In its third annual business school rankings, released Sept. 17, The Wall Street Journal rated Yale’s School of Management ninth out of 183 American and 73 overseas business schools.
The SOM’s ninth-place ranking represents a steady decline since the newspaper’s inaugural survey in 2001. That year, Yale placed third behind the Tuck School of Business at Dartmouth College, while it was ranked eighth last year. For the 2003 rankings, the University of Pennsylvania’s Wharton Business School topped the survey after placing fifth last year. Rounding out the top five were the Tuck School of Business at Dartmouth College, the University of Michigan Business School, Northwestern’s Kellogg School of Management, and the University of Chicago’s Graduate School of Business.
“It is not so much where we stand in one particular poll, but it is important that the collective impact of the things we are doing is being valued by the outside world,” SOM Deputy Dean Stan Garstka said.
Although the SOM fell one spot from last year, it fared well in a number of subcategories. Yale ranked first in The Wall Street Journal’s survey on schools that are best for hiring graduates with high ethical standards.
“We could not be ranked first for anything better than that,” Garstka said. “Since management seems to be crashing and burning on a lack of ethical standards, we are especially pleased.”
Yale also ranked second in Strategy, third in the Small School category, and fourth in Finance.
For The Wall Street Journal’s rankings, recruiters were asked to rank a maximum of three schools with which they had recruiting experience since September 2001. In addition, recruiters had to rate each school on 26 attributes considered important when making hiring decisions. The evaluated attributes included faculty expertise, core curriculum, and students’ leadership potential. This year, more than 2,000 recruiters responded.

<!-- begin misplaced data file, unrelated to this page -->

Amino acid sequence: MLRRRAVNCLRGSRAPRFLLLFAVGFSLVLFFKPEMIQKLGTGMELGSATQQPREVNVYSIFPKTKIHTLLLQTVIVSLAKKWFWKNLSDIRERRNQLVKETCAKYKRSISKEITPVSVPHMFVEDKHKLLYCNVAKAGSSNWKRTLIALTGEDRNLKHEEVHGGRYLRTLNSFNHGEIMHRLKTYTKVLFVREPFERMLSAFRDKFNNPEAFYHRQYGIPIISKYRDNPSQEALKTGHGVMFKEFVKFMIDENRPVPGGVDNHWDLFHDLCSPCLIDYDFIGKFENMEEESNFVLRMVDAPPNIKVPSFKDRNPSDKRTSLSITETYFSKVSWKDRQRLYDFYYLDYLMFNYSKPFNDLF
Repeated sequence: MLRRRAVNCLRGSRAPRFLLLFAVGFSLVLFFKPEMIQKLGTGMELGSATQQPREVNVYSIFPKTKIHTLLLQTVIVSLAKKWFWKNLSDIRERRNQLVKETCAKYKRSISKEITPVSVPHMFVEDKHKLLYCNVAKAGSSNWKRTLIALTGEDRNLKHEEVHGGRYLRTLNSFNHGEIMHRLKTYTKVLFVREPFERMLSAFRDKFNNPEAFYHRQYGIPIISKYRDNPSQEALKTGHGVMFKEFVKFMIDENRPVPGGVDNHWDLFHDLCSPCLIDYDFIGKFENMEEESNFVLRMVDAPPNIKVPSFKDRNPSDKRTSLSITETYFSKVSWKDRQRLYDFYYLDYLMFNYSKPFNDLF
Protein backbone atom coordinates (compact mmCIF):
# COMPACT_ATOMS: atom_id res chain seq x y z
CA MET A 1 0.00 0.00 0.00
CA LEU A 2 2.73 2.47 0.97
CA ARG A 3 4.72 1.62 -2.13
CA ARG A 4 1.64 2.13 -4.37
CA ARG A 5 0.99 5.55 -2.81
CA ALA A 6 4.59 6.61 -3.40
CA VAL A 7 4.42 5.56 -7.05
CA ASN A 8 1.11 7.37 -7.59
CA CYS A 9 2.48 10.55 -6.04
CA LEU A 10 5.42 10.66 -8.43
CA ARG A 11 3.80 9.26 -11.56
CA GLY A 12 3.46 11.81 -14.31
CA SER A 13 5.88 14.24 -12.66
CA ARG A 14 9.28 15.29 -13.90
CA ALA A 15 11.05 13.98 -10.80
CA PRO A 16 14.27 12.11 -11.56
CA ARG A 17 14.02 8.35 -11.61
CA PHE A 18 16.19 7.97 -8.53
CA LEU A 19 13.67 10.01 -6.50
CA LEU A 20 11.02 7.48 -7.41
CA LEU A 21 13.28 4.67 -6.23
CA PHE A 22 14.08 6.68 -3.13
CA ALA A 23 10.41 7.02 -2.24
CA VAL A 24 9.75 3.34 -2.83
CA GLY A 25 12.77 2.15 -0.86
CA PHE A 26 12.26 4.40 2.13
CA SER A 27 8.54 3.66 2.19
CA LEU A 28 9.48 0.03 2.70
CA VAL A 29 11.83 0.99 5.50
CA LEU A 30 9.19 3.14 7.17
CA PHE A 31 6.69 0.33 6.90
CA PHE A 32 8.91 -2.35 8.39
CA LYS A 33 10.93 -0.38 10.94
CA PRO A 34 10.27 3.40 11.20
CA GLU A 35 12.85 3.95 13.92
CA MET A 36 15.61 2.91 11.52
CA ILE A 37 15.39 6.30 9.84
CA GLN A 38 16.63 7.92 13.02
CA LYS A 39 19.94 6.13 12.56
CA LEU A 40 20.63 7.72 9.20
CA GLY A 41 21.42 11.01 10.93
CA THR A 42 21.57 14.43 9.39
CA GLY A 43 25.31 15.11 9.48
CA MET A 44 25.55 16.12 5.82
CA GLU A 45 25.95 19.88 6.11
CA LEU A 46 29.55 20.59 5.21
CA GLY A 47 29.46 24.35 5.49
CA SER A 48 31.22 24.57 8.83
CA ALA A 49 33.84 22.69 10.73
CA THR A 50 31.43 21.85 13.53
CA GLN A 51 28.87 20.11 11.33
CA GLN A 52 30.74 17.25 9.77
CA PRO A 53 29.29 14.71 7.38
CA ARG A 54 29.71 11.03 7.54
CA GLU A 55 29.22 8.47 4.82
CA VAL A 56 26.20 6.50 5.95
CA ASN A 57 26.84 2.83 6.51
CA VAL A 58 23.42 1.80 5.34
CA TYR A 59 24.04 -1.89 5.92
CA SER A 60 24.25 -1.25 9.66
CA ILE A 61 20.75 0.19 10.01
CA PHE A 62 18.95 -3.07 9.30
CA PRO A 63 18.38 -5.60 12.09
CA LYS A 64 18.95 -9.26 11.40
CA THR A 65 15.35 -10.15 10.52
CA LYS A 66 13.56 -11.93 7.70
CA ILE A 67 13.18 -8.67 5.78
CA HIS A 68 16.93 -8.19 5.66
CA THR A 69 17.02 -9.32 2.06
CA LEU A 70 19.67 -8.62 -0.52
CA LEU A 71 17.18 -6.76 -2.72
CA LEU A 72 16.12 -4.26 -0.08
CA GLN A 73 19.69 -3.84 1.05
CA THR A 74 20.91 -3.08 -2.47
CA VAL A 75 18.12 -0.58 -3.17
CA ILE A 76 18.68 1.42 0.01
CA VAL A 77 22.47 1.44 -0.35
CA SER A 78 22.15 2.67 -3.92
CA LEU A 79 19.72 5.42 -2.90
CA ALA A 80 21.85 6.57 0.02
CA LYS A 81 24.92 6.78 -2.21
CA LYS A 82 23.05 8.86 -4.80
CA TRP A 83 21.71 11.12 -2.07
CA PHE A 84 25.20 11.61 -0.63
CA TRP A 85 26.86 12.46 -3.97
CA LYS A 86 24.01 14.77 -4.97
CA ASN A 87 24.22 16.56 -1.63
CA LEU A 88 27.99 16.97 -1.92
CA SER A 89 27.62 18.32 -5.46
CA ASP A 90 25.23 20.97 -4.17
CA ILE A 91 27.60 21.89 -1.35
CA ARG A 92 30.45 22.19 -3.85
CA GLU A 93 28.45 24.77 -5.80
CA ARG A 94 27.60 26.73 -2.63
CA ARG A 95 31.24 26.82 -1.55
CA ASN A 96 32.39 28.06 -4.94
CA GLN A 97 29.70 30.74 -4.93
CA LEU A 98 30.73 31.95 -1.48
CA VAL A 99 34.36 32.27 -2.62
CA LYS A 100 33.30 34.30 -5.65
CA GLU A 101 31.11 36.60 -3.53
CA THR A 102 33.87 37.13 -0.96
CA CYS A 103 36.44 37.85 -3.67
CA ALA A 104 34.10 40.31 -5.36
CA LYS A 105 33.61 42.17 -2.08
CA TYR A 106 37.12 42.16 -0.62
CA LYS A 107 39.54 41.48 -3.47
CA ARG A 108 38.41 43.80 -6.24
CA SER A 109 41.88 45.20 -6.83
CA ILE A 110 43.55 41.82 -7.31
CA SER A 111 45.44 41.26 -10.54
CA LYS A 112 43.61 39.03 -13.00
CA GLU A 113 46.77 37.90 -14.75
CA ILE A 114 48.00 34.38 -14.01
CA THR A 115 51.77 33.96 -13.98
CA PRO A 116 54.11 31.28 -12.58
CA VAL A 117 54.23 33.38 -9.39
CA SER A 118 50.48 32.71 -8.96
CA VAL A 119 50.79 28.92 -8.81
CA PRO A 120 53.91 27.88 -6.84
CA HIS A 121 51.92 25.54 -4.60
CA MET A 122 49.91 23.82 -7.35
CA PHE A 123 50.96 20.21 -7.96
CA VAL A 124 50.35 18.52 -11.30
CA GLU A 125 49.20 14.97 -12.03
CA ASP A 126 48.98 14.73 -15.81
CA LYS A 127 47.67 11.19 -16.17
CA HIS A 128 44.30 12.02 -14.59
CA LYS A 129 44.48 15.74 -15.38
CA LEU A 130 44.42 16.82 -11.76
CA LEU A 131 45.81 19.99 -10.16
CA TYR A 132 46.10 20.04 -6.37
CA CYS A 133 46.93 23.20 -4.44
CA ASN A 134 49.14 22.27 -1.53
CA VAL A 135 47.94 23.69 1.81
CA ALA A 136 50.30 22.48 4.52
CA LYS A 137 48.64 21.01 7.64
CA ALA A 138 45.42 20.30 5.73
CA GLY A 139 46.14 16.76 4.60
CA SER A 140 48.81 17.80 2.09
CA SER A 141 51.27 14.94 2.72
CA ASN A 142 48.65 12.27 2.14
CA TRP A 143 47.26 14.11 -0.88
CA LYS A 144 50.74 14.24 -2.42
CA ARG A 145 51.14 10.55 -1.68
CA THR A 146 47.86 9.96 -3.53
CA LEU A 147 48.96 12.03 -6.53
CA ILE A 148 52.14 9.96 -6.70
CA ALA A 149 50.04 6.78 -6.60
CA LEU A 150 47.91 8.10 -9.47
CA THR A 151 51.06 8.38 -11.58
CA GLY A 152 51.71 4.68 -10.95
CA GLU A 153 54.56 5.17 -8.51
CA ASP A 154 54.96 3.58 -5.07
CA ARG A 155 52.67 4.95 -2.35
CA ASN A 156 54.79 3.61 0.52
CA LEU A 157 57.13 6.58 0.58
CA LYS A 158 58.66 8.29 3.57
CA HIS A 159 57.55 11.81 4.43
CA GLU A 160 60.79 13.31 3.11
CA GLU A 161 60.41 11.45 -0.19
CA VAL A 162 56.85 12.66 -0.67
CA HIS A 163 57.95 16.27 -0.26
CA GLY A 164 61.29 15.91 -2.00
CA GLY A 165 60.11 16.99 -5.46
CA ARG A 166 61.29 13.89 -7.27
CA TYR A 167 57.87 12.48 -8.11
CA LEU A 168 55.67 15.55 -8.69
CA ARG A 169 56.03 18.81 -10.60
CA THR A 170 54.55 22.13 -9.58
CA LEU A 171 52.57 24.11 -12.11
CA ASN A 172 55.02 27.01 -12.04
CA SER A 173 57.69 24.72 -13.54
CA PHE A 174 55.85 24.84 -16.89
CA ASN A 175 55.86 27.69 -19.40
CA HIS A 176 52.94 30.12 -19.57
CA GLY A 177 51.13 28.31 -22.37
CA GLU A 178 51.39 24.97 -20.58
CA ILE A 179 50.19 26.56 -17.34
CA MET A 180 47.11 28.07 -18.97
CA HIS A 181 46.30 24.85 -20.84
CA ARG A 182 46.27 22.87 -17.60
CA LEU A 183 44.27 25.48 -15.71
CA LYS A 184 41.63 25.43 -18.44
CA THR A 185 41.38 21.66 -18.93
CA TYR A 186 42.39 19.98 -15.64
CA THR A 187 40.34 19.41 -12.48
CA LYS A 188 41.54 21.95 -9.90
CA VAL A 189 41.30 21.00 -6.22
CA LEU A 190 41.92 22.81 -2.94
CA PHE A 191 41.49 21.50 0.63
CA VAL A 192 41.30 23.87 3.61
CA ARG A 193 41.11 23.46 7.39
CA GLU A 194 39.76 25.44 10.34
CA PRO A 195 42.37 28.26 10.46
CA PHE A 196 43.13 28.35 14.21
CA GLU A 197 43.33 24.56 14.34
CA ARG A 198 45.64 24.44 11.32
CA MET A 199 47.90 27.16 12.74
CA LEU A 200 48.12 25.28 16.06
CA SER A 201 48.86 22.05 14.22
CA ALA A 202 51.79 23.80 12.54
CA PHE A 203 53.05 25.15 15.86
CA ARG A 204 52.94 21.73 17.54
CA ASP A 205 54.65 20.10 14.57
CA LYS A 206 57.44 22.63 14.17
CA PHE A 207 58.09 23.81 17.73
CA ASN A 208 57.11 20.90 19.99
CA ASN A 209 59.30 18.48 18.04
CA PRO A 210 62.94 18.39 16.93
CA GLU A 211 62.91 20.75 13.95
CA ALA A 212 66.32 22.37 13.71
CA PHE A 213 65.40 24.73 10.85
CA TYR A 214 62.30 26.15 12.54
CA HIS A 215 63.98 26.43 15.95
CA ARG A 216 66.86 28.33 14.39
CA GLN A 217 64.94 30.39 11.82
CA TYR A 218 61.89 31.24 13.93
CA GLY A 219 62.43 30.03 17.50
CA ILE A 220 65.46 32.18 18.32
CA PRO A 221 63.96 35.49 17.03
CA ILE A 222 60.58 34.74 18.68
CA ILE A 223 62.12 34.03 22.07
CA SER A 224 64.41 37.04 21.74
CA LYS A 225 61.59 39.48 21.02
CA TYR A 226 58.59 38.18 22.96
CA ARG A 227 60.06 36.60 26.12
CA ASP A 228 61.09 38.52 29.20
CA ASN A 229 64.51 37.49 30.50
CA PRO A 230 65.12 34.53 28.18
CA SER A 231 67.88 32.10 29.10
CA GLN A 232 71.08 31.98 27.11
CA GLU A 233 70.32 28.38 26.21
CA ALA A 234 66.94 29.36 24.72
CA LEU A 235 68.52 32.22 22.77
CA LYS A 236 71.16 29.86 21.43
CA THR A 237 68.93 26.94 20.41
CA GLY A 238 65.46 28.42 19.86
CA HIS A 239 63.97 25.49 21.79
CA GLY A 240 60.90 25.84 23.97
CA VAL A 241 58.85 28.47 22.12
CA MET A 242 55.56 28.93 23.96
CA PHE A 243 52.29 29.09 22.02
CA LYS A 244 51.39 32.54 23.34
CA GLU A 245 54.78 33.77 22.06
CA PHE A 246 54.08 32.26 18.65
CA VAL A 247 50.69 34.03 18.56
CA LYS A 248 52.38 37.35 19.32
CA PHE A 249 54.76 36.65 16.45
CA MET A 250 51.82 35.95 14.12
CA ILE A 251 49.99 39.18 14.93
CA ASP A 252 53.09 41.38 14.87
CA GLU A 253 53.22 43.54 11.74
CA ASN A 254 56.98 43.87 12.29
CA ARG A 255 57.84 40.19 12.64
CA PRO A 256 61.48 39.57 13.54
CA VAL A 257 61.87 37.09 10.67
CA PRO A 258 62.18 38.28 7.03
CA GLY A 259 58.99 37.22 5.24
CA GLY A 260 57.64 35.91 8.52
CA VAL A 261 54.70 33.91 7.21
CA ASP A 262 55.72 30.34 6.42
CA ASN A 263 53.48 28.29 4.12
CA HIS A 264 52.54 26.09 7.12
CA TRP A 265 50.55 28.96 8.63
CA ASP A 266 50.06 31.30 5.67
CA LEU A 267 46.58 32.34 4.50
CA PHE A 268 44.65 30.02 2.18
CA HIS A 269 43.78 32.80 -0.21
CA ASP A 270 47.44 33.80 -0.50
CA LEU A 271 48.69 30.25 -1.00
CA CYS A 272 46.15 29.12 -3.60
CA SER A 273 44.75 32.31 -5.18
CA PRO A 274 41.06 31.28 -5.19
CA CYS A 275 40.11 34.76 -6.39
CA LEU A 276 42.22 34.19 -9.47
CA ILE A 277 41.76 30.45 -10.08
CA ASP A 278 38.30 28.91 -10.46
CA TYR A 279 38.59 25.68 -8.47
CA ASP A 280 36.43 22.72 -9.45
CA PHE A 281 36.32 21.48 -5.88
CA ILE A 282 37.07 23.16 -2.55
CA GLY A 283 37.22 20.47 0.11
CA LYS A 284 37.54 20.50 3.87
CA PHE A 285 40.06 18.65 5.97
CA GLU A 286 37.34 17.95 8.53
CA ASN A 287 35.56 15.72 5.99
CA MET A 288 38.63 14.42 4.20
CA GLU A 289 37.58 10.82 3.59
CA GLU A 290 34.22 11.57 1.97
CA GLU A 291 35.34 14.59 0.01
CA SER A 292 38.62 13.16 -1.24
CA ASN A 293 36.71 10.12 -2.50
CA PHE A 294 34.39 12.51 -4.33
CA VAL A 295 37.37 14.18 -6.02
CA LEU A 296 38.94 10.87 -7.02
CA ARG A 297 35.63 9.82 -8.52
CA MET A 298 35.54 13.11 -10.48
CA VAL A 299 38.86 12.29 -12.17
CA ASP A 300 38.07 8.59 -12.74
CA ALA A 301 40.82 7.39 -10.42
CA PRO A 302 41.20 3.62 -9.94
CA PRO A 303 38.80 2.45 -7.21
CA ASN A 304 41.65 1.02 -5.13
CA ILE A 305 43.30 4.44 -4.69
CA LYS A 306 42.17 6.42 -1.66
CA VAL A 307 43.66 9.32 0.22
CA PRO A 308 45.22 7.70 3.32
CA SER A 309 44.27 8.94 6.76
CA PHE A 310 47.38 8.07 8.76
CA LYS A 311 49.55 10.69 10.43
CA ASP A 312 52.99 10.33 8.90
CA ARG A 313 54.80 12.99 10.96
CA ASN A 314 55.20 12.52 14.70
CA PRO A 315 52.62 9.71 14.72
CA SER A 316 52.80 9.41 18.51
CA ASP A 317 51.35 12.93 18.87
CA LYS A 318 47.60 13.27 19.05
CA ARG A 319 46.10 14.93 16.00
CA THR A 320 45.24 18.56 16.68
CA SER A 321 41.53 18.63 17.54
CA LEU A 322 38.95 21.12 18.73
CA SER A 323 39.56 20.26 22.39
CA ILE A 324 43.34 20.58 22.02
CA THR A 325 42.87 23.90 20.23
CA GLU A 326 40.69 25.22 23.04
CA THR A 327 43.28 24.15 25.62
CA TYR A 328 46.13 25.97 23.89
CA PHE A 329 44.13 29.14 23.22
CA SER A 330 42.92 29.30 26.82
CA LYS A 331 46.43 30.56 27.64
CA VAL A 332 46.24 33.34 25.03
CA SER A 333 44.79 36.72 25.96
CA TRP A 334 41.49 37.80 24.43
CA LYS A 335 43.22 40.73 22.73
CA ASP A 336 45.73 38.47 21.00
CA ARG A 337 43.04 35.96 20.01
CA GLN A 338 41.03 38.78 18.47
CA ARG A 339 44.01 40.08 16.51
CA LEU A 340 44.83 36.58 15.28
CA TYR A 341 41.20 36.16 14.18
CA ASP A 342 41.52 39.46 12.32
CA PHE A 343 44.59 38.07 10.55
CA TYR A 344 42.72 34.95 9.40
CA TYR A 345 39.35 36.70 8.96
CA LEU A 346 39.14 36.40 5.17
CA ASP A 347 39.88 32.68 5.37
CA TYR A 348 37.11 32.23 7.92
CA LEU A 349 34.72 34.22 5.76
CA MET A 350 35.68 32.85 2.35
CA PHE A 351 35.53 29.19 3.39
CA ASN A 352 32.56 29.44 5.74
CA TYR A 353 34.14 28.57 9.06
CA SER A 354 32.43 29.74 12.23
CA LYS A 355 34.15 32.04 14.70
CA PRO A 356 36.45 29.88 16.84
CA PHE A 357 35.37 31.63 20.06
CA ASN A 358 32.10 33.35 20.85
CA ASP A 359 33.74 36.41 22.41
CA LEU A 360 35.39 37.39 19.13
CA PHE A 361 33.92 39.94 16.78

But Angela Singleton SOM ’04 questioned The Wall Street Journal’s unique methodology, as it is the only survey based entirely on recruiters’ assessments.
“The WSJ was a particularly refreshing source for rankings when it was first released in 2001-02,” Singleton said in an e-mail. “At that time, recruiters were willing to reveal their true opinions without knowledge of the implications on the ratings.”
But, Singleton said, since then, recruiters have become more aware of their power to influence students’ school choices through rankings.
“The WSJ rankings certainly impacted my decision to apply to and attend Yale,” she said. “I preferred a smaller program, but also considered the potential disadvantage. The fact that recruiters consistently rank Yale in the top ten eliminates any concerns.”
In other rankings this year, the SOM ranked 14th in both BusinessWeek and U.S. News and World rankings.